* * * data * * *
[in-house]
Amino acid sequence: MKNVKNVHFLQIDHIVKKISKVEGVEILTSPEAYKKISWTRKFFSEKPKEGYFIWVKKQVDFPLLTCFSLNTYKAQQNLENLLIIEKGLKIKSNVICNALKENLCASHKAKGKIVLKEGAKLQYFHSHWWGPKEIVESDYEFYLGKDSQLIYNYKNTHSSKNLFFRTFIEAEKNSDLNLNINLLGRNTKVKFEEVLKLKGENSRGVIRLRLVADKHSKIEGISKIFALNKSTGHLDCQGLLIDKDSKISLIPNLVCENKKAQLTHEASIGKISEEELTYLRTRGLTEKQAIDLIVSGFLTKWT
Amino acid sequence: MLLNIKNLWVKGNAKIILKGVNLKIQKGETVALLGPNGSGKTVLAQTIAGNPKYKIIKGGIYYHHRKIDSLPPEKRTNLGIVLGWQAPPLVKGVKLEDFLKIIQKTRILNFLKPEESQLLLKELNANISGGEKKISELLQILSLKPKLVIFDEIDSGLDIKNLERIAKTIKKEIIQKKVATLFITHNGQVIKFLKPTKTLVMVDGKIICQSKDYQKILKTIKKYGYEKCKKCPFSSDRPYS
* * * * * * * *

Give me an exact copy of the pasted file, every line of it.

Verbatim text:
[in-house]
Amino acid sequence: MKNVKNVHFLQIDHIVKKISKVEGVEILTSPEAYKKISWTRKFFSEKPKEGYFIWVKKQVDFPLLTCFSLNTYKAQQNLENLLIIEKGLKIKSNVICNALKENLCASHKAKGKIVLKEGAKLQYFHSHWWGPKEIVESDYEFYLGKDSQLIYNYKNTHSSKNLFFRTFIEAEKNSDLNLNINLLGRNTKVKFEEVLKLKGENSRGVIRLRLVADKHSKIEGISKIFALNKSTGHLDCQGLLIDKDSKISLIPNLVCENKKAQLTHEASIGKISEEELTYLRTRGLTEKQAIDLIVSGFLTKWT
Amino acid sequence: MLLNIKNLWVKGNAKIILKGVNLKIQKGETVALLGPNGSGKTVLAQTIAGNPKYKIIKGGIYYHHRKIDSLPPEKRTNLGIVLGWQAPPLVKGVKLEDFLKIIQKTRILNFLKPEESQLLLKELNANISGGEKKISELLQILSLKPKLVIFDEIDSGLDIKNLERIAKTIKKEIIQKKVATLFITHNGQVIKFLKPTKTLVMVDGKIICQSKDYQKILKTIKKYGYEKCKKCPFSSDRPYS